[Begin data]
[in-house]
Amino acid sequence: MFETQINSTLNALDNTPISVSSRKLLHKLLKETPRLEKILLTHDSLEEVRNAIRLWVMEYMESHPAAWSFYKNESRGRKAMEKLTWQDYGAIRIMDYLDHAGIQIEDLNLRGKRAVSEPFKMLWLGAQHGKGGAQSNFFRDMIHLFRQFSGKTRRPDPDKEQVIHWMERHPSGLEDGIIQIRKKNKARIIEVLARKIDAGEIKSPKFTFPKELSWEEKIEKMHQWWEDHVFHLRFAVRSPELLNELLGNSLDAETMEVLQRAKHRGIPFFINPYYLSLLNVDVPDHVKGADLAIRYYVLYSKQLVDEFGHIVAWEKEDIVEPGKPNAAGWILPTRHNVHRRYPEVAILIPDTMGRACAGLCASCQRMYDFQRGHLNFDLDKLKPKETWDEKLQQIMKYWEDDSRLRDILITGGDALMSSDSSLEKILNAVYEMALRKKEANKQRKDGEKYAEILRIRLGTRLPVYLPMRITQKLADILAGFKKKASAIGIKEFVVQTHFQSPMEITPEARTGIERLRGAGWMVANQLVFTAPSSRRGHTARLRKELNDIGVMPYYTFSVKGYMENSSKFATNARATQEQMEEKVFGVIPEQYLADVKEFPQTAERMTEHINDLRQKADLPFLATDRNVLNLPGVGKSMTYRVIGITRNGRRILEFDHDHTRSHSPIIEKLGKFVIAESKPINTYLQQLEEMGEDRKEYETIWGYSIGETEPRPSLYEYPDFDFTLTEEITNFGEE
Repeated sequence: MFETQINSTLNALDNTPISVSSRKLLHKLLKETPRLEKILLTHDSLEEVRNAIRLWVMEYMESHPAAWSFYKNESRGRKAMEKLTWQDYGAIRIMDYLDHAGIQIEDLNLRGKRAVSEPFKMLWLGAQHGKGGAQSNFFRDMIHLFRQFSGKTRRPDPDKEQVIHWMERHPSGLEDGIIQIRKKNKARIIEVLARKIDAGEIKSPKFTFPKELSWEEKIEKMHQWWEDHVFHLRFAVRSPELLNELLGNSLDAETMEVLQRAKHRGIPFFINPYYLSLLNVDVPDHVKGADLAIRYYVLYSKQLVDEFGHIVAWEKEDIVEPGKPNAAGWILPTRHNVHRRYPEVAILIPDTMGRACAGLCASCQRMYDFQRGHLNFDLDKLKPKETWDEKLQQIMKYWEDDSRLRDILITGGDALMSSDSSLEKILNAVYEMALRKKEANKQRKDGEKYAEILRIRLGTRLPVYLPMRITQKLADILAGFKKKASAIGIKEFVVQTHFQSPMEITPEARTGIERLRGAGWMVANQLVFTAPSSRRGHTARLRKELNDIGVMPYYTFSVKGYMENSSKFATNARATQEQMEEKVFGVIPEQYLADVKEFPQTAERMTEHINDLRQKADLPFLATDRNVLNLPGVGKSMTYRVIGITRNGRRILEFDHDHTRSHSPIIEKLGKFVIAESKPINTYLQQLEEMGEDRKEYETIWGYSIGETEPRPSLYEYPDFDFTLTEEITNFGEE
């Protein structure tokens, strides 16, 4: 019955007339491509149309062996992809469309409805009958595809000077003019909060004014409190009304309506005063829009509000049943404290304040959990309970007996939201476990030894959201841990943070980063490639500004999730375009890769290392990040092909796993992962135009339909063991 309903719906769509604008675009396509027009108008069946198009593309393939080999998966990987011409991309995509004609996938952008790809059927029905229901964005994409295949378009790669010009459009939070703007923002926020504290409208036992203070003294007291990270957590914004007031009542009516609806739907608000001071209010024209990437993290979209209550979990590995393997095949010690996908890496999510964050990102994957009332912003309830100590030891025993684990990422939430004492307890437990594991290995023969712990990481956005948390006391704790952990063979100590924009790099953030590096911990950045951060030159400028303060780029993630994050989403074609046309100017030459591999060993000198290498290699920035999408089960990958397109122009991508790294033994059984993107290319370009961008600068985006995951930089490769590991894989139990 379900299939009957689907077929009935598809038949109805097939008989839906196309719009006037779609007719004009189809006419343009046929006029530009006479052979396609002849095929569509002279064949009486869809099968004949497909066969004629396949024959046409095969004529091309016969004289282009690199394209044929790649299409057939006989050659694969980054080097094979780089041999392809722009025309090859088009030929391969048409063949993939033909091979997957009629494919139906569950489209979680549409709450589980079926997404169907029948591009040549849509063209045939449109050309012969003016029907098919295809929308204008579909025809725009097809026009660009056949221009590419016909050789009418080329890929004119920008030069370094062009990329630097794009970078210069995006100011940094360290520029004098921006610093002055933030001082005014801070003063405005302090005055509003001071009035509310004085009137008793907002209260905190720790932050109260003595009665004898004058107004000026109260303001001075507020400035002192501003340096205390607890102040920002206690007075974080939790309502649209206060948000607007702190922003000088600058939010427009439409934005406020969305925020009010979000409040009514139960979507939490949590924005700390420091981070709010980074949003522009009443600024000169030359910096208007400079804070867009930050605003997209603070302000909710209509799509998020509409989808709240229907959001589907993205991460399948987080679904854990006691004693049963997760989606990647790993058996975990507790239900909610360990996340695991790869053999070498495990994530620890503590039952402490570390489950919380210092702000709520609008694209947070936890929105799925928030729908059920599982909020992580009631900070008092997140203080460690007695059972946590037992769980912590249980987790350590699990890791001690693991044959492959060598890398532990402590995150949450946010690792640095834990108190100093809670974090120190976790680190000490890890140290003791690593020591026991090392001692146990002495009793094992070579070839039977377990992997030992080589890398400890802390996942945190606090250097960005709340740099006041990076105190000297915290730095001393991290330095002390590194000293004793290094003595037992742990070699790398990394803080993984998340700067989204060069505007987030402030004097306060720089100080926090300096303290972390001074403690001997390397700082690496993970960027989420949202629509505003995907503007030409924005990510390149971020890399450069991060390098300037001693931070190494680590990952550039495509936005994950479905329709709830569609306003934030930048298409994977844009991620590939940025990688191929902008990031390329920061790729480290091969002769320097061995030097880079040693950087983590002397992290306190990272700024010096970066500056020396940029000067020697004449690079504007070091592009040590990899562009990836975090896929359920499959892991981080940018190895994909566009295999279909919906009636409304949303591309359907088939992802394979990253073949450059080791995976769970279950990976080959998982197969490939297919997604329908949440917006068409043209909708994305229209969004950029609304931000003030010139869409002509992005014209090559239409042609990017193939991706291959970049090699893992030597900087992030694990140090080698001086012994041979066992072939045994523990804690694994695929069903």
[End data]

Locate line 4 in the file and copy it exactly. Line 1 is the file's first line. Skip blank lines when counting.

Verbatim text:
């Protein structure tokens, strides 16, 4: 019955007339491509149309062996992809469309409805009958595809000077003019909060004014409190009304309506005063829009509000049943404290304040959990309970007996939201476990030894959201841990943070980063490639500004999730375009890769290392990040092909796993992962135009339909063991 309903719906769509604008675009396509027009108008069946198009593309393939080999998966990987011409991309995509004609996938952008790809059927029905229901964005994409295949378009790669010009459009939070703007923002926020504290409208036992203070003294007291990270957590914004007031009542009516609806739907608000001071209010024209990437993290979209209550979990590995393997095949010690996908890496999510964050990102994957009332912003309830100590030891025993684990990422939430004492307890437990594991290995023969712990990481956005948390006391704790952990063979100590924009790099953030590096911990950045951060030159400028303060780029993630994050989403074609046309100017030459591999060993000198290498290699920035999408089960990958397109122009991508790294033994059984993107290319370009961008600068985006995951930089490769590991894989139990 379900299939009957689907077929009935598809038949109805097939008989839906196309719009006037779609007719004009189809006419343009046929006029530009006479052979396609002849095929569509002279064949009486869809099968004949497909066969004629396949024959046409095969004529091309016969004289282009690199394209044929790649299409057939006989050659694969980054080097094979780089041999392809722009025309090859088009030929391969048409063949993939033909091979997957009629494919139906569950489209979680549409709450589980079926997404169907029948591009040549849509063209045939449109050309012969003016029907098919295809929308204008579909025809725009097809026009660009056949221009590419016909050789009418080329890929004119920008030069370094062009990329630097794009970078210069995006100011940094360290520029004098921006610093002055933030001082005014801070003063405005302090005055509003001071009035509310004085009137008793907002209260905190720790932050109260003595009665004898004058107004000026109260303001001075507020400035002192501003340096205390607890102040920002206690007075974080939790309502649209206060948000607007702190922003000088600058939010427009439409934005406020969305925020009010979000409040009514139960979507939490949590924005700390420091981070709010980074949003522009009443600024000169030359910096208007400079804070867009930050605003997209603070302000909710209509799509998020509409989808709240229907959001589907993205991460399948987080679904854990006691004693049963997760989606990647790993058996975990507790239900909610360990996340695991790869053999070498495990994530620890503590039952402490570390489950919380210092702000709520609008694209947070936890929105799925928030729908059920599982909020992580009631900070008092997140203080460690007695059972946590037992769980912590249980987790350590699990890791001690693991044959492959060598890398532990402590995150949450946010690792640095834990108190100093809670974090120190976790680190000490890890140290003791690593020591026991090392001692146990002495009793094992070579070839039977377990992997030992080589890398400890802390996942945190606090250097960005709340740099006041990076105190000297915290730095001393991290330095002390590194000293004793290094003595037992742990070699790398990394803080993984998340700067989204060069505007987030402030004097306060720089100080926090300096303290972390001074403690001997390397700082690496993970960027989420949202629509505003995907503007030409924005990510390149971020890399450069991060390098300037001693931070190494680590990952550039495509936005994950479905329709709830569609306003934030930048298409994977844009991620590939940025990688191929902008990031390329920061790729480290091969002769320097061995030097880079040693950087983590002397992290306190990272700024010096970066500056020396940029000067020697004449690079504007070091592009040590990899562009990836975090896929359920499959892991981080940018190895994909566009295999279909919906009636409304949303591309359907088939992802394979990253073949450059080791995976769970279950990976080959998982197969490939297919997604329908949440917006068409043209909708994305229209969004950029609304931000003030010139869409002509992005014209090559239409042609990017193939991706291959970049090699893992030597900087992030694990140090080698001086012994041979066992072939045994523990804690694994695929069903």